With Iran posed to assume chairmanship later this month of the Non-Aligned Movement (NAM) for the next three years, member states should significantly downgrade their participation in that framework, Daniel Mariaschin, executive vice president of B’nai B’rith International, has said.

As is done every year, Mariaschin, as well as the heads of other major US Jewish organizations – such as the Anti-Defamation league, Conference of Presidents of Major American Jewish Organizations and the World Jewish Congress – will meet together with leaders from some 40 countries attending the UN General Assembly meeting in New York in September.

One of the main issues on the agenda of the talks, that will include leaders from a number of NAM countries, will be the subject of Iran’s leadership of that organization, said Mariaschin, currently on a visit to Israel.

“This is not just an issue of a five day conference,” he said, referring to the NAM Leadership Summit scheduled for Tehran from August 26-31.

“This is going to be a pro-active chairmanship that will be anti-democratic, anti-West, anti-US and anti-Israel. My question to them will be what they want to stand for.”

NAM member states, he said, will have to decide whether their participation in the organization with Iran as its head will be active or inactive, and at what level will they be represented.

Without wanting to mention names, Mariaschin said there were a number of NAM countries that worry about their image and which might be willing to downgrade their participation.

Israel is campaigning through its embassies abroad, and in direct conversations with certain leaders, for various countries to either boycott the Tehran conference or send a lowlevel delegation. Prime Minister Binyamin Netanyahu has publicly called upon UN Secretary-General Ban Ki-moon not to go to the meeting next week. Ban has not yet said publicly whether he will attend.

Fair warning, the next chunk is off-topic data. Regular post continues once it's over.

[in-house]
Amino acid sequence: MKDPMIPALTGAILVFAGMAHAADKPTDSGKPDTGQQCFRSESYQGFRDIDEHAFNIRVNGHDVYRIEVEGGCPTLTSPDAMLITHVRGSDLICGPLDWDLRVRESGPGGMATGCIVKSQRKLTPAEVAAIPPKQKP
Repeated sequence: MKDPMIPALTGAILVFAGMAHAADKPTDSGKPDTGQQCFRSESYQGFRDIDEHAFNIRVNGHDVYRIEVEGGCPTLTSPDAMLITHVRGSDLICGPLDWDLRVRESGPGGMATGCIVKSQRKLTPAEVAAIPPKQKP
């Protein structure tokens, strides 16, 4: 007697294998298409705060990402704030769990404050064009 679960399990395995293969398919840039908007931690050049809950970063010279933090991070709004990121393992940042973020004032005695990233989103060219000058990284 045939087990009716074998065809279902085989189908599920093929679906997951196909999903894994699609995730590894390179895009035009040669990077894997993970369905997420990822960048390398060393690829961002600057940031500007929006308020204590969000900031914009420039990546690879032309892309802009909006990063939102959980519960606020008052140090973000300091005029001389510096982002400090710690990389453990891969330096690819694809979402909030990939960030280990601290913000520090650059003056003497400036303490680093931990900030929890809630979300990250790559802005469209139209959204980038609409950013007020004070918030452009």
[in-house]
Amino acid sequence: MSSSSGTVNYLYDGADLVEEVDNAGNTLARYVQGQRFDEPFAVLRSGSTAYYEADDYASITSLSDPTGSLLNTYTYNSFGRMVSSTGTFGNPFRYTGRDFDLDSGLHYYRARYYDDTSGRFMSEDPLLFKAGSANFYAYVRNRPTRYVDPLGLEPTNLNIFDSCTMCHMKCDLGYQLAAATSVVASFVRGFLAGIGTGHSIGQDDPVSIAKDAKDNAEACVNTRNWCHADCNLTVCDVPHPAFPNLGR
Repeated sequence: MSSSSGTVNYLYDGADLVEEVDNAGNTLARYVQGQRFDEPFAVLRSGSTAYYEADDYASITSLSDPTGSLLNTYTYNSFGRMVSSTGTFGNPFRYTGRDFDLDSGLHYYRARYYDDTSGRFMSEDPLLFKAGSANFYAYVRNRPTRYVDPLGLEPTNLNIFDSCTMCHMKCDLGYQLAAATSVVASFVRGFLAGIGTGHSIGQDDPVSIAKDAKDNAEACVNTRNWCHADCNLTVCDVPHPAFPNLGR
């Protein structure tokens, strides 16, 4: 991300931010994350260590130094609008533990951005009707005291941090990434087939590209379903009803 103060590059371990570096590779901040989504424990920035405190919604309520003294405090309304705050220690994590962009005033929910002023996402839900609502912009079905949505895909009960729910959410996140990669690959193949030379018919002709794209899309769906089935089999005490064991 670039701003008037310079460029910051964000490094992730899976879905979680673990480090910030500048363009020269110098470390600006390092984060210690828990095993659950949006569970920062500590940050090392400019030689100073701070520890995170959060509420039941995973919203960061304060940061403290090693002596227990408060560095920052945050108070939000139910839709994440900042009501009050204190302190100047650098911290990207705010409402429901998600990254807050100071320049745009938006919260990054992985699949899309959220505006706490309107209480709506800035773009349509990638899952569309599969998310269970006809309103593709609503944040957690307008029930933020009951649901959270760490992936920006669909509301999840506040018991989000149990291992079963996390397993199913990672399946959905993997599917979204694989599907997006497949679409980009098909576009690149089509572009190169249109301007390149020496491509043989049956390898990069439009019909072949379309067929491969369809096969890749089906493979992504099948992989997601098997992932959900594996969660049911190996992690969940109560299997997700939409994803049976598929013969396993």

Mariaschin’s organization as well as other US Jewish groups have sent letters to Ban urging him not to go to Tehran. Mariaschin said he hoped Ban’s clear statement over the weekend against the anti-Israel bashing of Iranian President Mahmoud Ahmadinejad and Supreme Leader Ali Khamenei was a prelude to a decision not to attend the conference, and to send a lesser official in his stead.

According to Mariaschin, the US Jewish organizations are able to line up these meetings with presidents and prime ministers on the sidelines of the UN meeting because these leaders believe that on the NGO side, “a meeting with representatives of American Jewish organizations is something that perhaps gives them some sort of profile.”

In other words, he clarified, it can help in their bilateral relations with the US.

With other countries – such as France, Russia and Germany – he said a long-standing relationship with the US Jewish organizations exists on a number of issues, making it almost a tradition for these countries to want to carve out an hour to meet the Jewish groups.

In addition to the NAM issue, other subjects to be raised at the meeting on the sidelines of the General Assembly meeting will be the Palestinian efforts to gain observer status at the UN as a non-member state, like the Vatican, and putting Hezbollah on the EU’s list of terrorist groups.

While it is a clear that the Palestinians will easily be able to win a vote in the General Assembly, Mariaschin said efforts will be made to get those countries with influence on the Palestinian decision-making process to try to persuade them that such a move will “not bring peace any sooner, and – on the contrary – will only add to instability.”

Mariaschin said the group of Jewish leaders was expected to meet a number of leaders from South America, and urge them to resist politicizing the Summit of South American-Arab Countries scheduled for Peru in October.

While this meeting, the third of its kind between foreign ministers of the Arab League and South American countries, is expected to focus on economic issues, the concern is that its final declarations will be hijacked to bash Israel.

“Politicizing that meeting to advance the Palestinian side will be counterproductive to any revival of the peace process,” he said.

According to Mariaschin, the politicizing of those types of gatherings “raise Palestinian expectations that the international community is always on its side and it does not have to give anything.” It also frustrates Israelis, he said, “leaving them with a feeling that they cannot get a break.”

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